West Texas Intermediate crude oil, the U.S. benchmark, tumbled 1.4 percent to $25.54 after climbing as much as 10 percent in early trading. The initial surge had built on a 23.8 percent spike on Thursday, the most on record. WTI settled at an 18-year low of $20.37 on Wednesday.
“They’re in a fight on price, they’re in a fight on output, and at the appropriate time, I’ll get involved,” President Trump told reporters at a White House press briefing on Thursday afternoon.
Crude oil prices have crashed by as much as 63 percent since March 9, when Saudi Arabia slashed prices for its customers and lowered production in response to Russia's refusal to join OPEC in deepening output cuts.
The price drop has been exacerbated by the COVID-19 pandemic, which has curtailed oil demand by causing governments to lock down populations, people to practice social distancing and the cancellation of non-essential travel.
The Wall Street Journal reported on Thursday the Trump administration could resort to tactics from the 1970s and 1980s to support oil producers and global oil prices and that Texas is considering reducing its output.
While such actions would provide a lift of about $4 per barrel into the second half of the year, they “wouldn’t prevent an unprecedented inventory build over the next months which could still saturate local logistical capacity and push prices to cash costs,” wrote Damien Courvalin, head of energy research and senior commodity strategist at Goldman Sachs.
The plunge in oil prices has put extreme pressure on the U.S. oil patch, which in aggregate needs oil in the upper $40s per barrel to be profitable.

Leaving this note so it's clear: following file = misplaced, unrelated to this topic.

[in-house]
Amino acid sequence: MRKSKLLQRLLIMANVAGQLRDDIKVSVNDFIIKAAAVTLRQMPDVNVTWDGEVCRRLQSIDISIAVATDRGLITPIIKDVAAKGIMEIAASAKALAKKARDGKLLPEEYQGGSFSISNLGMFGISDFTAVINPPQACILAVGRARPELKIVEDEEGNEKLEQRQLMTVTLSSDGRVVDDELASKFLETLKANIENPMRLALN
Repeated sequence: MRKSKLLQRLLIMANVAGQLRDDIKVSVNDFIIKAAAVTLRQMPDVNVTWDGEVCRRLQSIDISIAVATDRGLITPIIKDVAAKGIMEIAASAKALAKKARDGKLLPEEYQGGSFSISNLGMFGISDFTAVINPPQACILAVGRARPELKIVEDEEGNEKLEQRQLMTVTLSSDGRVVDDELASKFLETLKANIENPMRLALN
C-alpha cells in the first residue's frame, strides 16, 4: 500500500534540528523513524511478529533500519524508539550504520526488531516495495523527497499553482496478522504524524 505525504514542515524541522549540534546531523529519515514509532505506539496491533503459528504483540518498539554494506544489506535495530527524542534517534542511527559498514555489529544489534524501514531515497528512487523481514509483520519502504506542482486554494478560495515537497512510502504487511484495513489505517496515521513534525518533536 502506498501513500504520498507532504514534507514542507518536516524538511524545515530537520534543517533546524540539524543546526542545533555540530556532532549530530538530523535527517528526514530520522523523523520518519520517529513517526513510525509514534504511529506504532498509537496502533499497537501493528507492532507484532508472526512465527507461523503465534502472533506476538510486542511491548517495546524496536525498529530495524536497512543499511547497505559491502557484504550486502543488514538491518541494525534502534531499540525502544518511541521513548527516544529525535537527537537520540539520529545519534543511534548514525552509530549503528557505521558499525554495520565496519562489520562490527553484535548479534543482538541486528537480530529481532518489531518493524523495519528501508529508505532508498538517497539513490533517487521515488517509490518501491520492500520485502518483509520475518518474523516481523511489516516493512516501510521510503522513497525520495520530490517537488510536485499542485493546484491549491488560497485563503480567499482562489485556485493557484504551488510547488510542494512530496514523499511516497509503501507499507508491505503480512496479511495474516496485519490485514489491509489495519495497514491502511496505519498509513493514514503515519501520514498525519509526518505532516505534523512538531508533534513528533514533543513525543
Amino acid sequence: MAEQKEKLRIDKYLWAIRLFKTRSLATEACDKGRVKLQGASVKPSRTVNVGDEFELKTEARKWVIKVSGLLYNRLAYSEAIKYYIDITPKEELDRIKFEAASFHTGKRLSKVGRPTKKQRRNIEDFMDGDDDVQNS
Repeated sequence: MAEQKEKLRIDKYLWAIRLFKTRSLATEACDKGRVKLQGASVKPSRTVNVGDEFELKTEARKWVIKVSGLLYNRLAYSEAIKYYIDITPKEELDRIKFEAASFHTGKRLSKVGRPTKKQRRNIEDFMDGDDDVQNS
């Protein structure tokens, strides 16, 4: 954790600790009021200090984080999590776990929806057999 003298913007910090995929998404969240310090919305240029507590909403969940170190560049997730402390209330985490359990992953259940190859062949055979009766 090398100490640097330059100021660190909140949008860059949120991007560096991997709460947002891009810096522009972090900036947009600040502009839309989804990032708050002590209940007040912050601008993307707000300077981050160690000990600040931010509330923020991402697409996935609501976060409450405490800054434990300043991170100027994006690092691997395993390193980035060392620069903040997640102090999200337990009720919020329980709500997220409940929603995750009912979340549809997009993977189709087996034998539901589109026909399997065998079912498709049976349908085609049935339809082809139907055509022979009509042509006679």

Companies like Continental Resources and Devon Energy, whose share prices were already under pressure, saw their market values cut in half after the outbreak of the price-war between Saudi Arabia and Russia.
|DVN||DEVON ENERGY CORP.||33.09||+0.29||+0.88%|
The flood of crude oil onto the market has also put pressure on gasoline prices, which fell to $2.17 a gallon nationally, according to AAA. The average gallon cost $2.58 a year ago.
“I like low gasoline prices, but you have to understand not only the economic benefit that the U.S. energy producers brought to our economy, it's also a national security issue as well,” Phil Flynn, senior market analyst at the Price Futures Group, told FOX Business’ Maria Bartiromo on Friday.
“And that's the main reason Russia wants to bury us,” he added. “It's not just about the price of oil or energy. It's about our energy dominance. And they want us to be more dependent on countries that don't like us.